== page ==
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The Whiteness of Bones Paperback – September 16, 2003
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From Publishers Weekly
Returning to the Hawaiian setting of her highly praised first novel, My Old Sweetheart , Moore here evokes also the fashionably decadent milieu of the idle rich in 1980s Manhattan. Mamie Clarke grows up on the island of Kauai, desperately seeking the attention of her remote, "benignly distracted" mother. When she is 12, Mamie is sexually fondled by a trusted servant, a traumatizing event for which she feels she is to blame, and which leads her to despise her body and her femininity. Socially inexperienced and naive, at 21 she goes to New York to live with her scatty Aunt Alysse, one of a group of free-spending, indolent, vacuous, boozy and much-married womenall of them out to snare yet another man. Mamie is able to resist Alysse's meretricious values, but her younger sister Claire, who has reacted to their upbringing by becoming as irresponsible as Mamie is preternaturally guilty and responsible, eagerly enters into Alysse's sophisticated circle, where she falls prey to the drug culture. While Moore's spare but lyrical prose is compellingespecially when she describes the rhythms of island lifeher psychological portrait of Mamie eventually takes on an overwrought and rather hysterical tinge. Nonetheless, this is an engrossing novel, profoundly disturbing in its message of feminine guilt, yet satisfying in Mamie's eventual recognition of how to "purify" her soul.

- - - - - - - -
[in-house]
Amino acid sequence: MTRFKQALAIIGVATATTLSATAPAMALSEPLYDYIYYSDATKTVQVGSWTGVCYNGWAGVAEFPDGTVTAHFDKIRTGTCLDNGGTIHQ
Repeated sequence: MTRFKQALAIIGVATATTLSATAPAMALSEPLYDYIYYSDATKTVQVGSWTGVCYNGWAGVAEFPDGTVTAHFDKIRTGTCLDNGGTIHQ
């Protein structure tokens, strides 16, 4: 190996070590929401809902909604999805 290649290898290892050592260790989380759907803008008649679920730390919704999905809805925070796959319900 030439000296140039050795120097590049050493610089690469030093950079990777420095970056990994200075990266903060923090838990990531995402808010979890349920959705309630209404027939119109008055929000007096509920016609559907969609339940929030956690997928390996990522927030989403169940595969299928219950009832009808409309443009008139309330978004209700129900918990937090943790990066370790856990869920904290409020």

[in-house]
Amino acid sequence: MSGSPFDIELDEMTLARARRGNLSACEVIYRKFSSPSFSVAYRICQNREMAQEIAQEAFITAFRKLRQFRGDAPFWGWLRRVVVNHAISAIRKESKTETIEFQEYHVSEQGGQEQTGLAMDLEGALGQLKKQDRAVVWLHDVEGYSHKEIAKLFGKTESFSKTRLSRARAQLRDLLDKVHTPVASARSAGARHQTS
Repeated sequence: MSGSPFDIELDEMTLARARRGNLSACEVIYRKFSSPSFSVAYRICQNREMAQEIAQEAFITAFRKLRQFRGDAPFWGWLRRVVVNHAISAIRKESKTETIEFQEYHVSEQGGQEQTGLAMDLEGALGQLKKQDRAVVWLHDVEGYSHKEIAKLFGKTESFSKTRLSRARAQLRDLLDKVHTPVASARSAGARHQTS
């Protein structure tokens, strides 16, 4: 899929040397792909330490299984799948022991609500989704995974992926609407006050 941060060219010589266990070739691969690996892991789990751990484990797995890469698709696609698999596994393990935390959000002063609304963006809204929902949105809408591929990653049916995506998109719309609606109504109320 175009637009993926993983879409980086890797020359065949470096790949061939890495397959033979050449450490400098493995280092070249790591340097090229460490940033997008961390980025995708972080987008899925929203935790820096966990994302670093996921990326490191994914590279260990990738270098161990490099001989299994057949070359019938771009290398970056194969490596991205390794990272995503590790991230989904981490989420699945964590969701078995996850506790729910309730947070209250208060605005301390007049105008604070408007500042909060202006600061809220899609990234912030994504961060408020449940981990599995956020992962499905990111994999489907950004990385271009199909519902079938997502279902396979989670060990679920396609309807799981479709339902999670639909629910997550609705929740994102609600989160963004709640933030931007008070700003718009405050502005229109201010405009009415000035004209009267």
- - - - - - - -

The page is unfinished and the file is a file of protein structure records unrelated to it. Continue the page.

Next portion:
Copyright 1988 Reed Business Information, Inc. --This text refers to an out of print or unavailable edition of this title.
From Library Journal
In this coming-of-age novel by the author of My Old Sweetheart ( LJ 10/15/82), 20-year-old Mamie Clarke moves from Maui to New York, hoping to exorcize childhood ghosts that have left her emotionally numb. She achieves peace after a series of alternately amusing and sordid adventures with assorted urban cosmopolites. Unfortunately, few of the potentially interesting characters are fully realized; Moore's justly praised spare prose style here serves her ill as the dry vocalizations of an omniscient narrator. Repeatedly, the reader is told about rather than shown the characters' inner lives. When Mamie and her companions do speak for themselves, they command attention, as do vivid descriptions of Hawaii, but these moments are all too few. Not an essential purchase. Starr E. Smith, Georgetown Univ. Lib., Washington, D.C.
Copyright 1989 Reed Business Information, Inc. --This text refers to an out of print or unavailable edition of this title.
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